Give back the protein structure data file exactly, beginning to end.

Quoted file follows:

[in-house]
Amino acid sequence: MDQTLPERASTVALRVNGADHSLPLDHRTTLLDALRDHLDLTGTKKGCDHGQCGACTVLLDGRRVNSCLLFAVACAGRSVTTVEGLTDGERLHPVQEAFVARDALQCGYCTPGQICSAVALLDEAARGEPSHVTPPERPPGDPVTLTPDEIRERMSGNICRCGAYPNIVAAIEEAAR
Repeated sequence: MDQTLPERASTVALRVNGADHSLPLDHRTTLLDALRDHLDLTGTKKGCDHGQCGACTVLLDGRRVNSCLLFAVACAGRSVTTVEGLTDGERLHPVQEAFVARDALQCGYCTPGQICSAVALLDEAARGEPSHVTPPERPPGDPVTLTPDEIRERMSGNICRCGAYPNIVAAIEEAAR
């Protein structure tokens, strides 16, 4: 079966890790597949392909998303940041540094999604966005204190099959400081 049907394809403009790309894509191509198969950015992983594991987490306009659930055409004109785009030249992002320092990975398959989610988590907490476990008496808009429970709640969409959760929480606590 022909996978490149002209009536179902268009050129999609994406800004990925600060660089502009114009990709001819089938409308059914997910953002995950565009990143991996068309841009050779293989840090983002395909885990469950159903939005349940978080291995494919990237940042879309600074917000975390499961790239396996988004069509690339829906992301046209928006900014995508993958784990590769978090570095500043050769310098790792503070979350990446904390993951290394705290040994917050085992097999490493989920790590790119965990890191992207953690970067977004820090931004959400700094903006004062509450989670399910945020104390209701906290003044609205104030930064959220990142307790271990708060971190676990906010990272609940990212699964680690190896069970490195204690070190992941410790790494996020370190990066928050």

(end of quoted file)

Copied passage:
[in-house]
Amino acid sequence: MDQTLPERASTVALRVNGADHSLPLDHRTTLLDALRDHLDLTGTKKGCDHGQCGACTVLLDGRRVNSCLLFAVACAGRSVTTVEGLTDGERLHPVQEAFVARDALQCGYCTPGQICSAVALLDEAARGEPSHVTPPERPPGDPVTLTPDEIRERMSGNICRCGAYPNIVAAIEEAAR
Repeated sequence: MDQTLPERASTVALRVNGADHSLPLDHRTTLLDALRDHLDLTGTKKGCDHGQCGACTVLLDGRRVNSCLLFAVACAGRSVTTVEGLTDGERLHPVQEAFVARDALQCGYCTPGQICSAVALLDEAARGEPSHVTPPERPPGDPVTLTPDEIRERMSGNICRCGAYPNIVAAIEEAAR
């Protein structure tokens, strides 16, 4: 079966890790597949392909998303940041540094999604966005204190099959400081 049907394809403009790309894509191509198969950015992983594991987490306009659930055409004109785009030249992002320092990975398959989610988590907490476990008496808009429970709640969409959760929480606590 022909996978490149002209009536179902268009050129999609994406800004990925600060660089502009114009990709001819089938409308059914997910953002995950565009990143991996068309841009050779293989840090983002395909885990469950159903939005349940978080291995494919990237940042879309600074917000975390499961790239396996988004069509690339829906992301046209928006900014995508993958784990590769978090570095500043050769310098790792503070979350990446904390993951290394705290040994917050085992097999490493989920790590790119965990890191992207953690970067977004820090931004959400700094903006004062509450989670399910945020104390209701906290003044609205104030930064959220990142307790271990708060971190676990906010990272609940990212699964680690190896069970490195204690070190992941410790790494996020370190990066928050």